The Male & Female Brain
Now that we have looked at some of the more low hanging fruit, let's address the debate around the difference in the male and female brain which has much of science divided. A US team at the University of Pennsylvania scanned the brains of nearly 1,000 men, women, boys and girls and found striking differences. The "connectome maps" reveal the differences between the male brain (seen in blue) and the female brain (orange)
Male brains appeared to be wired front to back, with few connections bridging the two hemispheres. In females, the pathways crisscrossed between left and right. These differences might explain why men, in general, tend to be better at learning and performing a single task, like cycling or navigating, whereas women are more equipped for multitasking, say the researchers in the journal Proceedings of the National Academy of Sciences (PNAS). You can find counter arguments and statistics for every claim and it's clear that there is still so much more we don't understand about the true physiological nature of the brain.
New research conducted by Daphna Joel at Tel Aviv University in Israel claims that the assumption that there are male and female brains is false. Using brain scans of 1,400 people aged 13 to 85, Dr Joel was able to look at brain patterns across the genders. The group identified 29 brain regions that appeared to vary in size across males and females. Upon closer inspection, they concluded that less than 10% of the participants had pure male or female brains when assessed individually and brain types existed on a spectrum, rather than being binary.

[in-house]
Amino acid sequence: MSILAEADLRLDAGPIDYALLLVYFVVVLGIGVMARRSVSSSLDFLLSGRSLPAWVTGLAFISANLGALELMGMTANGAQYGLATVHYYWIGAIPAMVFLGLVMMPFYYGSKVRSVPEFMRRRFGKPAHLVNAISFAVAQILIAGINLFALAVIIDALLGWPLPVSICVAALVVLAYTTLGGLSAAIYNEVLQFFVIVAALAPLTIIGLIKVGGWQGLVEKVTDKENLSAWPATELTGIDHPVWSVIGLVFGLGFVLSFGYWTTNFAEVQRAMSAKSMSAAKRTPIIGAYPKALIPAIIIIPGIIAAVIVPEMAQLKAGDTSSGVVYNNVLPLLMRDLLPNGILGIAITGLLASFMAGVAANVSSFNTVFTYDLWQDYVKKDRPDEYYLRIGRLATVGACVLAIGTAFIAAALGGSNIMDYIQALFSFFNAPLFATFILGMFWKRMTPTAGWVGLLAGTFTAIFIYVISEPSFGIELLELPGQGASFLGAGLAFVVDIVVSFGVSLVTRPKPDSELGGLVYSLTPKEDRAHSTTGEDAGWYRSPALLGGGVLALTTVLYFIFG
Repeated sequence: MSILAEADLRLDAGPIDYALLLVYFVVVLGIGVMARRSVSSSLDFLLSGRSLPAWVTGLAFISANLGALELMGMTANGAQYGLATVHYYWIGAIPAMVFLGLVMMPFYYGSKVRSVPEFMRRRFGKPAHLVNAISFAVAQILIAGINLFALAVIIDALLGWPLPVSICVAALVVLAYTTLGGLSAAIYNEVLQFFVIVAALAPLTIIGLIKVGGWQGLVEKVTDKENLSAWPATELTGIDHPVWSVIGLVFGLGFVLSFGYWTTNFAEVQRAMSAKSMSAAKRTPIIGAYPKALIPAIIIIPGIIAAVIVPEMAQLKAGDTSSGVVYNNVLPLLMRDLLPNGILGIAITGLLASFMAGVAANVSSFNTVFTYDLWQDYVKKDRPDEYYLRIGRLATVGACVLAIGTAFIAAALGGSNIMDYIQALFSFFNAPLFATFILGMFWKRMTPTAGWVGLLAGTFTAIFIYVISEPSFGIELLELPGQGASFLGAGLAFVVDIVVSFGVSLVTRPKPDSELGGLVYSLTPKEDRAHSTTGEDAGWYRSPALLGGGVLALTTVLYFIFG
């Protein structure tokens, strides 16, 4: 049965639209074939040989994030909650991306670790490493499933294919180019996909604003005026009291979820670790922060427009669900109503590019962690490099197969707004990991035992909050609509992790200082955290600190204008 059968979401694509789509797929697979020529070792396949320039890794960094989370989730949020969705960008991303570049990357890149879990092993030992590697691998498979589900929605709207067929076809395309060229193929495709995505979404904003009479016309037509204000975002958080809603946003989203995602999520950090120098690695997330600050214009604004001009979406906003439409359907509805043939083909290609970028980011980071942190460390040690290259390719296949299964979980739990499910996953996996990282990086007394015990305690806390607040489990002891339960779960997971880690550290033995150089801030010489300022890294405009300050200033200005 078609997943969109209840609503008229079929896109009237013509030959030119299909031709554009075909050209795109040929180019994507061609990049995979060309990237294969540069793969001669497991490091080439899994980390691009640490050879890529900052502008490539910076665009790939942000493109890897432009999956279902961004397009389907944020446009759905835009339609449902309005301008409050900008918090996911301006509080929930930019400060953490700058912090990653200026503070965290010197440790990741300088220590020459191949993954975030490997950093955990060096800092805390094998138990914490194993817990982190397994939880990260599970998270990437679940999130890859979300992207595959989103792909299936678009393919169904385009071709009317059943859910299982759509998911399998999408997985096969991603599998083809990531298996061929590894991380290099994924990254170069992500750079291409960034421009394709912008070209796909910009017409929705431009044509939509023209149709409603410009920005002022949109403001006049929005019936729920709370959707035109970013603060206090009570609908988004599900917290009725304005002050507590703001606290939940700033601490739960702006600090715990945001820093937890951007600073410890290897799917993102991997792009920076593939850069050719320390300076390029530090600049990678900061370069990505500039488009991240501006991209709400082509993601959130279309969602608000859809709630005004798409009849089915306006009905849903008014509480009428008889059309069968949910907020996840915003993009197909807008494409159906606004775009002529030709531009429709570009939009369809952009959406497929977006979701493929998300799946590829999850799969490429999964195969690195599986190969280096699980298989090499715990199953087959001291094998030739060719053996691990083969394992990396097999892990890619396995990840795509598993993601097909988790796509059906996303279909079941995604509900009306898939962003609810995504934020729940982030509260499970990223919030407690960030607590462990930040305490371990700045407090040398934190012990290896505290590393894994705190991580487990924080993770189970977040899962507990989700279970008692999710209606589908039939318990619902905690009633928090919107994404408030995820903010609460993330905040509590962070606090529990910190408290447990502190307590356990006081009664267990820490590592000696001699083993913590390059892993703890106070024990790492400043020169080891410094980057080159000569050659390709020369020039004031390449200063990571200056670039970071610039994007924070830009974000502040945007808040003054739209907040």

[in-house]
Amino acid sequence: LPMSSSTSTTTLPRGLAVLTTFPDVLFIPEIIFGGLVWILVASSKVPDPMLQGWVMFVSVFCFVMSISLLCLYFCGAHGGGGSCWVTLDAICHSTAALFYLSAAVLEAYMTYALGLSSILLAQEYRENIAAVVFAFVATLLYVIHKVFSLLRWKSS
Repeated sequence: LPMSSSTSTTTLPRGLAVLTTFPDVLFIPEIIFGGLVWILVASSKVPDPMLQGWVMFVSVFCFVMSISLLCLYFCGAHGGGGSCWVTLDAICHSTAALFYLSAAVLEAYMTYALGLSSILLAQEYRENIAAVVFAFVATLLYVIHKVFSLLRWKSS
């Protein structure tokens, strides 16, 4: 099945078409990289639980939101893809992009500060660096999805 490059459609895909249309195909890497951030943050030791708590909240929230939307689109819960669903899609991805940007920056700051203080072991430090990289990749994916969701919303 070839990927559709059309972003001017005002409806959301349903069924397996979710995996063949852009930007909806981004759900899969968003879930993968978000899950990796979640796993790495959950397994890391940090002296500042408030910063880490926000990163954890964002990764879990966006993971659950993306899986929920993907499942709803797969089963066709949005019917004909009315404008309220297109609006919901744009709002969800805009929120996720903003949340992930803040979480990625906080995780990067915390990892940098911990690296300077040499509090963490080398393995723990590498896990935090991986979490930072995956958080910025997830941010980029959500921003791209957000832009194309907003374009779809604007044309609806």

However, Dr Michael Bloomfield, Clinical Research Fellow at the Medical Research Council Clinical Sciences Centre in London, said:
"It has been known for some time that there are differences between the sexes when it comes to how our bodies work and the brain is no exception."
Dr Bloomfield goes on to say that we need to be careful when drawing conclusions from the differences as "we cannot say yet that one is causing the other. Furthermore, the measure used in the study, called "connectivity", is only one aspect of how our brains are wired."
Most scientists seem to agree that there are distinguishing physiological features between men and women, however, extracting meaning from these differences is not so simple. In contrast, erroneous claims that these differences are inconsequential or non-existent defies all rationale.
When all is said and done, men and women appear to be more similar than we are different as we all share masculine and feminine traits to one extent or another. If attempts to understand the meaning in the differences are undertaken from a point of equality and understanding, rather than attempting to justify superiority over another gender, I think this will allow for more collaborative research and discussion.
We shouldn't feel the need to paint men and women as the same in order for us to be equal. Our differences should be celebrated and accepted, instead of being swept under the carpet as an antidote to sexism and prejudice. Hopefully, with more research and understanding, we can prioritise truth and healthy debate over pseudoscience and political agendas.
Keep an eye open for part 2 where we'll navigate the tricky and often elusive world of emotion and sexuality between the sexes.
References listed below: